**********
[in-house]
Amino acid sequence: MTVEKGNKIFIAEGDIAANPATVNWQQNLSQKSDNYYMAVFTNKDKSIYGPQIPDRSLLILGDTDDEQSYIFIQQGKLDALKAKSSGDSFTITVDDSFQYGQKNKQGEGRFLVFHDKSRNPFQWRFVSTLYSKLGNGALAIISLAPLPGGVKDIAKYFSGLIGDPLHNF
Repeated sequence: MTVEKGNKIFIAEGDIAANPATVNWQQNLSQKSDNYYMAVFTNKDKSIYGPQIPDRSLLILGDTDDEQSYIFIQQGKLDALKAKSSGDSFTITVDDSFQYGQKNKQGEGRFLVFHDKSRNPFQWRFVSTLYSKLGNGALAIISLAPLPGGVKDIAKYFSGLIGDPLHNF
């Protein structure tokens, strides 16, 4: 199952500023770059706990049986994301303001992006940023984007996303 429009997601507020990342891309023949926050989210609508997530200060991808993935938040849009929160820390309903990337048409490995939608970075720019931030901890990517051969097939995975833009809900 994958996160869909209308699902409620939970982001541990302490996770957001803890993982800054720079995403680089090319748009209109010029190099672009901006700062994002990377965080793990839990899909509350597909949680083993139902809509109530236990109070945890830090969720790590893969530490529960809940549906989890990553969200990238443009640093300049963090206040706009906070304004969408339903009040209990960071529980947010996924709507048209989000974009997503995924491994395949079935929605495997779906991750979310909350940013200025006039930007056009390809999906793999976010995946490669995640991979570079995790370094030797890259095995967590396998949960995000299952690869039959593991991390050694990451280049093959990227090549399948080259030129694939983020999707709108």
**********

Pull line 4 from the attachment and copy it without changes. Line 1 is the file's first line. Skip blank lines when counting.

């Protein structure tokens, strides 16, 4: 199952500023770059706990049986994301303001992006940023984007996303 429009997601507020990342891309023949926050989210609508997530200060991808993935938040849009929160820390309903990337048409490995939608970075720019931030901890990517051969097939995975833009809900 994958996160869909209308699902409620939970982001541990302490996770957001803890993982800054720079995403680089090319748009209109010029190099672009901006700062994002990377965080793990839990899909509350597909949680083993139902809509109530236990109070945890830090969720790590893969530490529960809940549906989890990553969200990238443009640093300049963090206040706009906070304004969408339903009040209990960071529980947010996924709507048209989000974009997503995924491994395949079935929605495997779906991750979310909350940013200025006039930007056009390809999906793999976010995946490669995640991979570079995790370094030797890259095995967590396998949960995000299952690869039959593991991390050694990451280049093959990227090549399948080259030129694939983020999707709108």